Children’s Hospital of Philadelphia (CHOP), has discovered that there may have been key genetic differences in attention-deficit/hyperactivity disorders (ADHD) among African Americans and people of European descent. This could play a significant role in how patients of various ethnic backgrounds respond to treatment. The journal published the findings online. Scientific Reports.
Previous studies have shown that structural variants in the genome may play an important role for ADHD. These studies were primarily focused on coding regions. This is the DNA or RNA regions that code for specific proteins. They were also conducted primarily in Europeans.
“We felt that previous studies of ADHD from a genetic level were not telling all the story because of who they were leaving off and what they were studying,” said Hakon Hakonarson MD and PhD, Director of Center for Applied Genomics at the CHOP Research Institute and senior researcher of the study. “Given the large number African American people we have recruited to our studies, whose genomes were fundamentally more complicated than those of European bloodlines, we wanted the possibility of comparing the coding/non-coding regions of the genome in those with African American and European ancestry to help us identify areas of focus for our future research efforts.”
The CAG team and their collaborators compiled whole genome sequence data for 875 participants, which included 205 ADHD patients and 670 non-ADHD controls. African Americans accounted for 116 of the 205 ADHD cases and 408 of those who were not diagnosed with ADHD.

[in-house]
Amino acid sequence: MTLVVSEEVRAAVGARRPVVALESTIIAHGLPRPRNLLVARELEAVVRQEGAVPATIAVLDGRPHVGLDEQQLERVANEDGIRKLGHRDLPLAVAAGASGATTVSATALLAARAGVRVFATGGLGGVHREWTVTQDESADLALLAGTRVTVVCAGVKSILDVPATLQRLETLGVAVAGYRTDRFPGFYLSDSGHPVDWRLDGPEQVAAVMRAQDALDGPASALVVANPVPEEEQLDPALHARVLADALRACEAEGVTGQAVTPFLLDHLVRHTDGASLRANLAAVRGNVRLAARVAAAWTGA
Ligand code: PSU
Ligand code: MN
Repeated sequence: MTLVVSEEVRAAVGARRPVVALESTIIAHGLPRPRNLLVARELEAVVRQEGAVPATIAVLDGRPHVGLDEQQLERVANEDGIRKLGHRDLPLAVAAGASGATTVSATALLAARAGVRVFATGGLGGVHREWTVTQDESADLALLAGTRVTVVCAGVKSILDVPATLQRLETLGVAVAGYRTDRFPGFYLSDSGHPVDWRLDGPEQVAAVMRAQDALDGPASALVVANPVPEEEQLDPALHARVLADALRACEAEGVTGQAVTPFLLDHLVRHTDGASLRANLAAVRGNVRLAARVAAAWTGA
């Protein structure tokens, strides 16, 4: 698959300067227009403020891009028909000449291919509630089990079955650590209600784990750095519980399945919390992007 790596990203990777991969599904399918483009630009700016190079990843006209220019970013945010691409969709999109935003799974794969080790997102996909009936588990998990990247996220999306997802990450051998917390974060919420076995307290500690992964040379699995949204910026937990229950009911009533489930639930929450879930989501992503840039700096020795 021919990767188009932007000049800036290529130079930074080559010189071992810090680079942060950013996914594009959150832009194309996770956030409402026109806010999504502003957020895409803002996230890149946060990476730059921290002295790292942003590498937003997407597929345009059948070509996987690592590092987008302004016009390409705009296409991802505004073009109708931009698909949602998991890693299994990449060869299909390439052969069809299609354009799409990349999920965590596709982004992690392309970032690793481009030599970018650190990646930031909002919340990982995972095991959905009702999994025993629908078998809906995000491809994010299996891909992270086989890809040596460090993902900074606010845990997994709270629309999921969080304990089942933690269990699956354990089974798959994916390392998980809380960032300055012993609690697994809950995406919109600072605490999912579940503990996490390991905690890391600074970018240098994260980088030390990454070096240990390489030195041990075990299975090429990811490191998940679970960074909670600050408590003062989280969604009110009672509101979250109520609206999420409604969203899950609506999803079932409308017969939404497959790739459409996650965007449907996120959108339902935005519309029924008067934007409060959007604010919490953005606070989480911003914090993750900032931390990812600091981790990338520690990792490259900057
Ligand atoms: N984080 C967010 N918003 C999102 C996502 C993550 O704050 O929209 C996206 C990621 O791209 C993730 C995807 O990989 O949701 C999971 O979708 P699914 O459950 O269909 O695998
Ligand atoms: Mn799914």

The researchers discovered 40 new structural variants in ADHD patients. They also confirmed several structural variants that were associated with ADHD. They identified a cluster structural variants in the noncoding region of pathways that are involved in neuronal brain function. These variants are highly relevant to the development and expression of ADHD phenotypes.
There was only a small overlap (around 6%) in genes impacted by single nucleotide variations between European and African American ancestry. These differences were most evident in the non-coding, structural variants. These variants could also affect how ADHD patients respond to medication.
Hakonarson stated, “Whole genome sequencing seems to be a valuable discovery instrument for studying molecular mechanisms behind ADHD.” “Additionally, the study of non-coding areas of the genome and the inclusion of African Americans in the analysis revealed several structural variants that warrant further investigation as they may have an impact on ADHD susceptibility and patient response to treatment.
Materials provided by Children’s Hospital of Philadelphia. Note: Content may be edited to improve style and length.